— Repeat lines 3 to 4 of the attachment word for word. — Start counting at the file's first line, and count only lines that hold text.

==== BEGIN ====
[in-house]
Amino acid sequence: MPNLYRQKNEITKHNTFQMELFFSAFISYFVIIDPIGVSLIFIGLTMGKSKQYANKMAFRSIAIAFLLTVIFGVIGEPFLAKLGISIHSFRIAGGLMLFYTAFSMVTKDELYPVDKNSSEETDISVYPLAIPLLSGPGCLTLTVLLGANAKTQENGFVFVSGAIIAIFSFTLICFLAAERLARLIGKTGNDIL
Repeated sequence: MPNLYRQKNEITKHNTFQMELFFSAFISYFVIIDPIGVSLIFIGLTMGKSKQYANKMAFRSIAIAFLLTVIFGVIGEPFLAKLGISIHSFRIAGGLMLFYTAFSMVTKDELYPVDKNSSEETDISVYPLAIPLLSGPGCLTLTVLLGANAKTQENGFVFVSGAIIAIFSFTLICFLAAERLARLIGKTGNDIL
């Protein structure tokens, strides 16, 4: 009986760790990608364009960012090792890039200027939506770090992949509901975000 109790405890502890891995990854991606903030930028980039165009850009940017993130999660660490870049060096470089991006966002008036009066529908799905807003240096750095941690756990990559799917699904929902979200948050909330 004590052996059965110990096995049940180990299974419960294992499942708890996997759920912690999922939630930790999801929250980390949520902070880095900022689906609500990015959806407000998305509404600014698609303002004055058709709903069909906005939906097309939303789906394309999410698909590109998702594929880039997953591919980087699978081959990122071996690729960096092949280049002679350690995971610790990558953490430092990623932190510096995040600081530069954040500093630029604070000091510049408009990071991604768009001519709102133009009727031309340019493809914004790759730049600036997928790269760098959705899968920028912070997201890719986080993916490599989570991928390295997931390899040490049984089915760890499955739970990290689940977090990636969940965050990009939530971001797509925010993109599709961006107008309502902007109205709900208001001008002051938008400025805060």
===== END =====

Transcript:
Repeated sequence: MPNLYRQKNEITKHNTFQMELFFSAFISYFVIIDPIGVSLIFIGLTMGKSKQYANKMAFRSIAIAFLLTVIFGVIGEPFLAKLGISIHSFRIAGGLMLFYTAFSMVTKDELYPVDKNSSEETDISVYPLAIPLLSGPGCLTLTVLLGANAKTQENGFVFVSGAIIAIFSFTLICFLAAERLARLIGKTGNDIL
């Protein structure tokens, strides 16, 4: 009986760790990608364009960012090792890039200027939506770090992949509901975000 109790405890502890891995990854991606903030930028980039165009850009940017993130999660660490870049060096470089991006966002008036009066529908799905807003240096750095941690756990990559799917699904929902979200948050909330 004590052996059965110990096995049940180990299974419960294992499942708890996997759920912690999922939630930790999801929250980390949520902070880095900022689906609500990015959806407000998305509404600014698609303002004055058709709903069909906005939906097309939303789906394309999410698909590109998702594929880039997953591919980087699978081959990122071996690729960096092949280049002679350690995971610790990558953490430092990623932190510096995040600081530069954040500093630029604070000091510049408009990071991604768009001519709102133009009727031309340019493809914004790759730049600036997928790269760098959705899968920028912070997201890719986080993916490599989570991928390295997931390899040490049984089915760890499955739970990290689940977090990636969940965050990009939530971001797509925010993109599709961006107008309502902007109205709900208001001008002051938008400025805060």